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Soviet Crowd Favorite Wins Cliburn Medal

June 12, 1989

FORT WORTH, Texas (AP) _ Aleksei Sultanov, a 19-year-old Soviet noted for his aggressive, crowd- pleasing performances, won the Eighth Van Cliburn International Piano Competition on Sunday.

Sultanov was the youngest of the 38 competitors in the prestigious two-week contest, which is known for launching musical careers. He shook hands with Van Cliburn, the Fort Worth pianist for whom the contest is named, and host Dudley Moore.

Jose Carlos Cocarelli, a 30-year-old Brazilian making his second appearance in the competition, won the silver medal. Benedetto Lupo, a 25-year-old who now teaches in the Italian city where he grew up, was awarded the bronze medal.

As the bronze medalist was announced the crowd erupted in wild applause and shouts of ″Bravo 3/8″ Sultanov was given a standing ovation.

″In this competition, I wanted to get first prize or nothing,″ the winner said afterward through an interpreter.

A native of Tashkent, Sultanov has played concerts throughout the Soviet Union and Europe and attends Moscow State University. He studies under L.N. Naumov, who taught two previous Cliburn medalists.

Along with his gold medal, the winner of the competition receives $15,000, a Carnegie Hall debut recital, concert tours and free air travel.

The only other 19-year-old gold medalist in the history of the contest was Christina Ortiz of Brazil, who won the Third Van Cliburn in 1969. The only woman to win the Van Cliburn, Ms. Ortiz was one of the judges of this year’s contest.

Sultanov became the sentimental favorite of the audience during the semifinal round, bringing the audience to its feet during a performance of Chopin’s Sonata No. 3 in B minor. For the finals, he performed Chopin’s Piano Concerto No. 2 in F minor and Rachmaninoff’s Piano Concerto No. 2 in C minor.

The three medal winners were chosen from six finalists in the quadrennial competition. Cocarelli and Lupo, the last contestants of the final round, played for jurors Saturday night.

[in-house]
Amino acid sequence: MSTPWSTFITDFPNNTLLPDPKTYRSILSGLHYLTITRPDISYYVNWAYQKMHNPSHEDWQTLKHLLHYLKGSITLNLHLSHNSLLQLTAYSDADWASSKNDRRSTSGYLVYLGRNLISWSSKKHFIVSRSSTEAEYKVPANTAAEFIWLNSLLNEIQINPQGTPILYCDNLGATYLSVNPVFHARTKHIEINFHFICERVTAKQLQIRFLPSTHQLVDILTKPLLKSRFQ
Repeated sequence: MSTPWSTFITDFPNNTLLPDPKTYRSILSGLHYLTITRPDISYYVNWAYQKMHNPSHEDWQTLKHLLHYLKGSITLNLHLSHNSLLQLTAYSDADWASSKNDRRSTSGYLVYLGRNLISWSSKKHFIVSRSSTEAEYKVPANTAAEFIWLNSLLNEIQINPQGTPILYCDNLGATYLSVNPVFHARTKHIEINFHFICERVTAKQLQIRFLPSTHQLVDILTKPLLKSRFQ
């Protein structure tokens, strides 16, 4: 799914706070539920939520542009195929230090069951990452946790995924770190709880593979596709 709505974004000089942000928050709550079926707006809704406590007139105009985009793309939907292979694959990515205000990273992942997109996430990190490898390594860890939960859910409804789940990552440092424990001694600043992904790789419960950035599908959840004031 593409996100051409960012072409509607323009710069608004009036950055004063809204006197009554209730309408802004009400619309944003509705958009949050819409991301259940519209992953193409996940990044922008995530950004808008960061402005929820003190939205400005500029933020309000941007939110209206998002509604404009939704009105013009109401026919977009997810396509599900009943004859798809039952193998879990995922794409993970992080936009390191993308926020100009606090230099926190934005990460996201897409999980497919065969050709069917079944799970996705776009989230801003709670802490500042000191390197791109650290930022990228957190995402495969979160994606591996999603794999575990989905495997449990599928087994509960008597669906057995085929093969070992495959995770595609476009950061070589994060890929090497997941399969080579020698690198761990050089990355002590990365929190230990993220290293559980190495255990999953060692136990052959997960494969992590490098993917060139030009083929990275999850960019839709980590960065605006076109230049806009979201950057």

Lupo played Chopin’s Piano Concerto No. 2 in F minor and Rachmaninoff’s Piano Concerto No. 2 in C minor. Cocarelli chose Chopin’s Piano Concerto No. 2 in F minor and Brahms’ Piano Concerto No. 1 in D minor.

Lupo said he will not enter any more competitions, explaining, ″I don’t like competitions. You can’t compare two completely different ways to play the piano.″

He said a pianist’s career is not defined by a competition.

″I think that a career is very long and it doesn’t matter if you are first prize, second prize, third prize,″ Lupo said.

All six finalists were required to play a concerto with the Fort Worth Symphony Orchestra and one with the Fort Worth Chamber Orchestra.

Two of the three Soviet finalists, including Sultanov, appeared for their last-round performances Friday. Elisso Bolkvadze, 22, played Mozart’s Piano Concerto No. 21 in C major and Saint-Saens’ Piano Concerto No. 2 in G minor.

Alexander Shtarkman, 21, of the Soviet Union led off the finals round Thursday with Mozart’s Concerto No. 21 in C major and Prokofiev’s Concerto No. 3 in C major. Shtarkman is the son of Naum Shtarkman, who placed third to Cliburn’s first in the 1958 International Tchaikovsky Competition in Moscow.

Ying Tian, a 20-year-old Chinese student who lives in Boston, played Chopin’s Piano Concerto No. 2 in F minor and Beethoven’s Piano Concerto No. 4 in G major.

Begun in 1962, the competition was started in honor of Cliburn, who rose to international fame after winning the Tchaikovsky competition at age 23.

His concert schedule and performance fees swelled. But in 1977 he took a career ″intermission″ that lasted a decade. Cliburn, now 54, gradually has been returning to the stage.

The competition finalists, announced Tuesday, emerged from 12 semifinalists narrowed from 38 contestants since the contest began May 27.

Cocarelli has studied with Adele Marcus in New York. He was born in Rio de Janeiro and lives in Paris.

Lupo, born in Bari, Italy, teaches at the Piccinni Conservatory and was a student of Aldo Ciccolini.

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